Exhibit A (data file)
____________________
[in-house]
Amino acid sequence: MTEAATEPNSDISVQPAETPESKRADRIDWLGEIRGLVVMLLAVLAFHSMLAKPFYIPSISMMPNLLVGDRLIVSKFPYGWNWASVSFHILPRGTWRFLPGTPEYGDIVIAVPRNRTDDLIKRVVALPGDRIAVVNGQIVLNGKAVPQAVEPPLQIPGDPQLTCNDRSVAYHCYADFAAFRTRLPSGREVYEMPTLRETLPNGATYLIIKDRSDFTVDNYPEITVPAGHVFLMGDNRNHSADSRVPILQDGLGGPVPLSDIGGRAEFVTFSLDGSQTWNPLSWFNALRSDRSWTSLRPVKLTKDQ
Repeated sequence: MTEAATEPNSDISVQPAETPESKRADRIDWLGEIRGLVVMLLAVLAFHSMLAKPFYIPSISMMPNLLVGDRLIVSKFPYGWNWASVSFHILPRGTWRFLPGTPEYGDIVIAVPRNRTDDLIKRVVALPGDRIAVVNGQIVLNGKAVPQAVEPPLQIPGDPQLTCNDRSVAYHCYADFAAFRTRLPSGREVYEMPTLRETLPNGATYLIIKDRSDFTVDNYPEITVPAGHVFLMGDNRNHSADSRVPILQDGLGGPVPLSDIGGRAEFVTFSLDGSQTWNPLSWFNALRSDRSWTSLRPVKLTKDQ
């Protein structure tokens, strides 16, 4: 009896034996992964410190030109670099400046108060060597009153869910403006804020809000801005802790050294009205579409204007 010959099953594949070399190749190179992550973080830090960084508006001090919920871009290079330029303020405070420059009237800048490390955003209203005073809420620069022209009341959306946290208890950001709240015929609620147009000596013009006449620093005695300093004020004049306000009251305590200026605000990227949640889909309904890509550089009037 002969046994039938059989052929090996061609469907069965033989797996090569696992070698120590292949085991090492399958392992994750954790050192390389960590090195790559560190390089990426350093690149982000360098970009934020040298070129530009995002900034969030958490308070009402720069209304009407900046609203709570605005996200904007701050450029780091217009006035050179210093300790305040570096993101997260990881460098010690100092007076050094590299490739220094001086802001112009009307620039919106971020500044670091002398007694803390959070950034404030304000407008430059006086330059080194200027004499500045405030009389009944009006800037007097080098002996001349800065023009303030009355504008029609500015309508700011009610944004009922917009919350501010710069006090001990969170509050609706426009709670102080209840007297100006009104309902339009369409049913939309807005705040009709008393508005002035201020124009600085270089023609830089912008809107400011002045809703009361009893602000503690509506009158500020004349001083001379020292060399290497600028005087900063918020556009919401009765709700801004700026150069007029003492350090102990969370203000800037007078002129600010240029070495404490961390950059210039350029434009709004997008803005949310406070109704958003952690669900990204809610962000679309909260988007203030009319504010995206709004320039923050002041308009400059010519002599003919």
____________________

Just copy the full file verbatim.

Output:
[in-house]
Amino acid sequence: MTEAATEPNSDISVQPAETPESKRADRIDWLGEIRGLVVMLLAVLAFHSMLAKPFYIPSISMMPNLLVGDRLIVSKFPYGWNWASVSFHILPRGTWRFLPGTPEYGDIVIAVPRNRTDDLIKRVVALPGDRIAVVNGQIVLNGKAVPQAVEPPLQIPGDPQLTCNDRSVAYHCYADFAAFRTRLPSGREVYEMPTLRETLPNGATYLIIKDRSDFTVDNYPEITVPAGHVFLMGDNRNHSADSRVPILQDGLGGPVPLSDIGGRAEFVTFSLDGSQTWNPLSWFNALRSDRSWTSLRPVKLTKDQ
Repeated sequence: MTEAATEPNSDISVQPAETPESKRADRIDWLGEIRGLVVMLLAVLAFHSMLAKPFYIPSISMMPNLLVGDRLIVSKFPYGWNWASVSFHILPRGTWRFLPGTPEYGDIVIAVPRNRTDDLIKRVVALPGDRIAVVNGQIVLNGKAVPQAVEPPLQIPGDPQLTCNDRSVAYHCYADFAAFRTRLPSGREVYEMPTLRETLPNGATYLIIKDRSDFTVDNYPEITVPAGHVFLMGDNRNHSADSRVPILQDGLGGPVPLSDIGGRAEFVTFSLDGSQTWNPLSWFNALRSDRSWTSLRPVKLTKDQ
């Protein structure tokens, strides 16, 4: 009896034996992964410190030109670099400046108060060597009153869910403006804020809000801005802790050294009205579409204007 010959099953594949070399190749190179992550973080830090960084508006001090919920871009290079330029303020405070420059009237800048490390955003209203005073809420620069022209009341959306946290208890950001709240015929609620147009000596013009006449620093005695300093004020004049306000009251305590200026605000990227949640889909309904890509550089009037 002969046994039938059989052929090996061609469907069965033989797996090569696992070698120590292949085991090492399958392992994750954790050192390389960590090195790559560190390089990426350093690149982000360098970009934020040298070129530009995002900034969030958490308070009402720069209304009407900046609203709570605005996200904007701050450029780091217009006035050179210093300790305040570096993101997260990881460098010690100092007076050094590299490739220094001086802001112009009307620039919106971020500044670091002398007694803390959070950034404030304000407008430059006086330059080194200027004499500045405030009389009944009006800037007097080098002996001349800065023009303030009355504008029609500015309508700011009610944004009922917009919350501010710069006090001990969170509050609706426009709670102080209840007297100006009104309902339009369409049913939309807005705040009709008393508005002035201020124009600085270089023609830089912008809107400011002045809703009361009893602000503690509506009158500020004349001083001379020292060399290497600028005087900063918020556009919401009765709700801004700026150069007029003492350090102990969370203000800037007078002129600010240029070495404490961390950059210039350029434009709004997008803005949310406070109704958003952690669900990204809610962000679309909260988007203030009319504010995206709004320039923050002041308009400059010519002599003919």